This is one of those deceptive little books that looks like a quick ‘read it and forget it’, but is really much more. At little over a hundred pages, it is indeed a quick read – easily done in one sitting – but the pictures of family life it paints will, justifiably, stay in your memory and affections for some time.

The title is a fairly straightforward description of the contents. Law’s mother in law, Annie, shared her family home for seventeen years and ‘was picture-book perfect’. As she was deaf, Law would write her notes with reminders, requests and titbits of gossip every evening before going to bed. In response to her husband’s comment that she could have written and illustrated a book in the time she spent on these notes, she did so, gathering together a series of missives – some long, some short, some sad and some funny.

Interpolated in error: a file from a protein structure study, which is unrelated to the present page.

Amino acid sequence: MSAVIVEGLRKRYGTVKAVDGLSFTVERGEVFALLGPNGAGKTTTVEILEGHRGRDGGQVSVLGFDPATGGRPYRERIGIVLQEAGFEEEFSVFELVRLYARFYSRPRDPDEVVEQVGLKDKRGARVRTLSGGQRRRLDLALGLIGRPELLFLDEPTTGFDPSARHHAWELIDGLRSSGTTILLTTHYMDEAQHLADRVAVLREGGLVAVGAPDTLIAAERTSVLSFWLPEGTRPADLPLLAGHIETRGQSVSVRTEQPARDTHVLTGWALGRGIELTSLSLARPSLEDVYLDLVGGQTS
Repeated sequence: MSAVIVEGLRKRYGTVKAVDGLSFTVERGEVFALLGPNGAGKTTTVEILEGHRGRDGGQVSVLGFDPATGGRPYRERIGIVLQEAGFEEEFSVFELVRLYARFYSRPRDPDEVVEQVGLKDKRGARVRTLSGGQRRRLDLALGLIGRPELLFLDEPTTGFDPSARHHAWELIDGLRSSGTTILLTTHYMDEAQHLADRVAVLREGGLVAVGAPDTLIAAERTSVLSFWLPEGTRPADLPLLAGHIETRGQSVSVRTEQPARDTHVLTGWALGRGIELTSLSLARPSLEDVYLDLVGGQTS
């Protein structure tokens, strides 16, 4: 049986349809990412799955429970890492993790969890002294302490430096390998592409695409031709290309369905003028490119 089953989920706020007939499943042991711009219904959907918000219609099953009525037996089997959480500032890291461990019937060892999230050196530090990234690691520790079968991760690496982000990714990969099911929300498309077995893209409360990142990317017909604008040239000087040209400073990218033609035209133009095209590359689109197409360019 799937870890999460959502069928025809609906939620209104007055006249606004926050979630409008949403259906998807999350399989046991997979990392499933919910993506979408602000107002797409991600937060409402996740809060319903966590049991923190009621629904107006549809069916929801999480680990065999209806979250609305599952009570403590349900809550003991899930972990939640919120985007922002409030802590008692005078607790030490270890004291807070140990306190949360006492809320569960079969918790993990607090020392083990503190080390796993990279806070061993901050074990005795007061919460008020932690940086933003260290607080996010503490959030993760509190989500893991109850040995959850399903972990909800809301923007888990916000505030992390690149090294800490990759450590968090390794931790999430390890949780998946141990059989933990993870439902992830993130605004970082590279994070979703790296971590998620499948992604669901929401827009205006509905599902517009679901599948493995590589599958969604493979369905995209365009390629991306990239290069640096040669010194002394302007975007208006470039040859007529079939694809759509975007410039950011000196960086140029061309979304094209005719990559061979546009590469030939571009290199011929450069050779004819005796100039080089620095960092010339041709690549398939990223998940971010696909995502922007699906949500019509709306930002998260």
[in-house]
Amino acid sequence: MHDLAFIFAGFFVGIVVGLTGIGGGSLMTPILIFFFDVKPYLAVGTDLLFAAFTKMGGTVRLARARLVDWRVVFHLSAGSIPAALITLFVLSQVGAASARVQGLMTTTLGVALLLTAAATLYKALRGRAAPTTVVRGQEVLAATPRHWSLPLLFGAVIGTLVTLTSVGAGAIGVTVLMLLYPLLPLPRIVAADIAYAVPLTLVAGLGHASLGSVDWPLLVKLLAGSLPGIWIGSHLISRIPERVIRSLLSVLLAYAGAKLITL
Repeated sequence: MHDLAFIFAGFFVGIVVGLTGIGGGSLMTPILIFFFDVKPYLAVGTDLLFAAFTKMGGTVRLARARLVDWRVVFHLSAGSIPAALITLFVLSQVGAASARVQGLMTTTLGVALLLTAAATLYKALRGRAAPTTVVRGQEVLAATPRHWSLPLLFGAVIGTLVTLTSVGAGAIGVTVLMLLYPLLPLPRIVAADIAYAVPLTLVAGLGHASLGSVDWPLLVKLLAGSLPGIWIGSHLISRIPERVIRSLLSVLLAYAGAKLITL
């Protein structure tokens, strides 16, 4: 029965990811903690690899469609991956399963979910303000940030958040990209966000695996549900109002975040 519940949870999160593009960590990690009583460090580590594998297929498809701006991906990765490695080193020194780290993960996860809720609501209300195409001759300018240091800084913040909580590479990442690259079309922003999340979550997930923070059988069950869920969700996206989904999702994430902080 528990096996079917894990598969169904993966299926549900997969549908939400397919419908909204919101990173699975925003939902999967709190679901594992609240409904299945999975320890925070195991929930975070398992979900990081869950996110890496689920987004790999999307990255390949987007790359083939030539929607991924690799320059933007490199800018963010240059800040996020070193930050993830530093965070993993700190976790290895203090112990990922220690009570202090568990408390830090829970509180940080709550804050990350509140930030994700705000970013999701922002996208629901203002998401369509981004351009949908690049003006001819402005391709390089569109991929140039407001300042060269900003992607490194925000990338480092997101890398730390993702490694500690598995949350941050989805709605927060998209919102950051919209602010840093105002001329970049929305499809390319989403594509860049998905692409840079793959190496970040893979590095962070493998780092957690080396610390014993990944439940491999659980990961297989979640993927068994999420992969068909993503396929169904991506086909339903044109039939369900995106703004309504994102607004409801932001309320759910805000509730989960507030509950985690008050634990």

The one sided nature of the story – we never hear anything of Annie’s replies – means that we fill in the gaps ourselves. The topics range from the mundane – the availability of pearl barley or dusters – to the profound – the death of a family pet. All, however, are tinged with humour, mainly from the chaos of family life and the cast of unseen characters whose many deeds and misdeeds fill the pages.

What raises this above the ordinary, however, is the sense of a bygone age. Annie belonged to a past that is gone, having been in service and maintained many of the disciplines and routines she learnt as a girl. The depth of feeling in Law’s relationship with her is palpable, and as Annie becomes increasingly ill the reader cannot help but feel the sense of imminent loss.

Often funny, never sentimental but truly touching – a wonderful read.

first love, about war and about being young.  If you’re buying it for that teenager, you could do worse than read it yourself before you hand it over.  You won’t regret it.